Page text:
China and Singapore will begin direct currency trading on Tuesday, another step toward internationalizing the Chinese renminbi.
The Chinese unit is directly traded with some of the major world currencies including the US dollar, the euro, British sterling, Japanese yen, Australian dollar, New Zealand dollar, Malaysian ringgit and Russian ruble.
The move to include the Singapore dollar is expected to boost bilateral trade and investment, encourage the use of the two currencies in trade and investment settlement and reduce exchange costs for market players, state news agency Xinhua reported Tuesday, citing the China Foreign Exchange Trading System.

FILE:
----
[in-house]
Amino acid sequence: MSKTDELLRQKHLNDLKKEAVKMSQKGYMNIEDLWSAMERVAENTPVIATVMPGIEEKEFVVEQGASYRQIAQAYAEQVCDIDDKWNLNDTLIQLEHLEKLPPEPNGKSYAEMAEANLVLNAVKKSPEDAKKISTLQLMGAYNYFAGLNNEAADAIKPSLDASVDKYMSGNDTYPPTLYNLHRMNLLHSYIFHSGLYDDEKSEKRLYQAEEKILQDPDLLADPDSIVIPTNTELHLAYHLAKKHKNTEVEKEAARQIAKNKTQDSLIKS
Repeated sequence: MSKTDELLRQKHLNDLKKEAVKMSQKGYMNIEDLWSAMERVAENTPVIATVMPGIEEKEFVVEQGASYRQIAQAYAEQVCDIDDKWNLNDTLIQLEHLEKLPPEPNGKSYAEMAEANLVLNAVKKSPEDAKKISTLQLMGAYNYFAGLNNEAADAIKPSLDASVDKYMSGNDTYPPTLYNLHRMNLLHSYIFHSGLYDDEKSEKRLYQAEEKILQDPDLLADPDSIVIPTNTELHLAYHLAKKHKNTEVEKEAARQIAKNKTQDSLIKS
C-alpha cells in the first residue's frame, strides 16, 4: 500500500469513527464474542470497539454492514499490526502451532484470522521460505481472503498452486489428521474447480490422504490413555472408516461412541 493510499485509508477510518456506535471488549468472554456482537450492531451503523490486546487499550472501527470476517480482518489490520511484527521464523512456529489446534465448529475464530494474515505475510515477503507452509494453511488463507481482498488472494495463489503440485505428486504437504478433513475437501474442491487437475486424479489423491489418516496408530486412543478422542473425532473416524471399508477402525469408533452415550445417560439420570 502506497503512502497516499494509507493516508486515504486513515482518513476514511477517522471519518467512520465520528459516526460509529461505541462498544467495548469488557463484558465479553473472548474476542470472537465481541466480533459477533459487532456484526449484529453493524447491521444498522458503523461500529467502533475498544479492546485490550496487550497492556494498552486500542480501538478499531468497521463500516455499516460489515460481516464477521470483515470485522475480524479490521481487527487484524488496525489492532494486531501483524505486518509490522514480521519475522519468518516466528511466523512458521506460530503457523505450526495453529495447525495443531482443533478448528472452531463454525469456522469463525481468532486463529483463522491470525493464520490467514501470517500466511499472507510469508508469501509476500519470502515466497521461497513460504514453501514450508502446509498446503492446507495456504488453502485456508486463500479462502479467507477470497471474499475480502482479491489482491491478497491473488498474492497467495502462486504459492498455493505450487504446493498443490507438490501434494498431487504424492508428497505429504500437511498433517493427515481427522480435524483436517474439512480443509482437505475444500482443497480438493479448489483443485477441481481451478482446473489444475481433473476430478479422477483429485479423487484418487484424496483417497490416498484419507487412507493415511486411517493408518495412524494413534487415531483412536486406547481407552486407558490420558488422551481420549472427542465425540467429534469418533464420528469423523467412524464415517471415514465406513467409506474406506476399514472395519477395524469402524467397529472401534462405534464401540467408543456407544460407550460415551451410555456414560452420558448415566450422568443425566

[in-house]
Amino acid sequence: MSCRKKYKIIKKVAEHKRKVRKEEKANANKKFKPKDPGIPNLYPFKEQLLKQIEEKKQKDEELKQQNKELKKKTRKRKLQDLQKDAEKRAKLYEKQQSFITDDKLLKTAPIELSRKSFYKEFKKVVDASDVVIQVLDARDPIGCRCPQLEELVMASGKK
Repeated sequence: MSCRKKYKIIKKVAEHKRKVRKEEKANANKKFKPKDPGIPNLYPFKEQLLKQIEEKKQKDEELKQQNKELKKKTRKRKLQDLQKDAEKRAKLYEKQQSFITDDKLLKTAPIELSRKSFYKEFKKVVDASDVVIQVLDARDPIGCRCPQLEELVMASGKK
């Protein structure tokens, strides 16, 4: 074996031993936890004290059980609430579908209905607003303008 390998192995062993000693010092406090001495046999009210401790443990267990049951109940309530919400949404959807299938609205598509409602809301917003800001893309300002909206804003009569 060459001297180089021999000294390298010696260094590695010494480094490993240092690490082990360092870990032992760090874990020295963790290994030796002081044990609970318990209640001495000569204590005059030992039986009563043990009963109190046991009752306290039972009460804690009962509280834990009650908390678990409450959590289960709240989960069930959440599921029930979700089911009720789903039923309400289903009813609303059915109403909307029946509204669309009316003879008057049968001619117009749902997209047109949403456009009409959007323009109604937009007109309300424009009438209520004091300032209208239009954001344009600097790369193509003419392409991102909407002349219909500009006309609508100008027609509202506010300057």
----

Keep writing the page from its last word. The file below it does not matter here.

It will also help Singapore in its bid to become a renminbi offshore center.
China’s interbank foreign exchange market will kick off direct trading between the yuan and the Singapore dollar via spot, forward and swap contracts.
China and Singapore will be less dependent on the US dollar to settle bilateral trade and investment deals.
Previously, the exchange rate between the two currencies was calculated based on the yuan-US dollar central parity rate and the Singapore dollar-US dollar rate.
Now that the two currencies can be directly traded, the yuan-Singapore dollar rate will be set based on the average prices offered by market makers before the opening of the interbank foreign exchange market, the report said.
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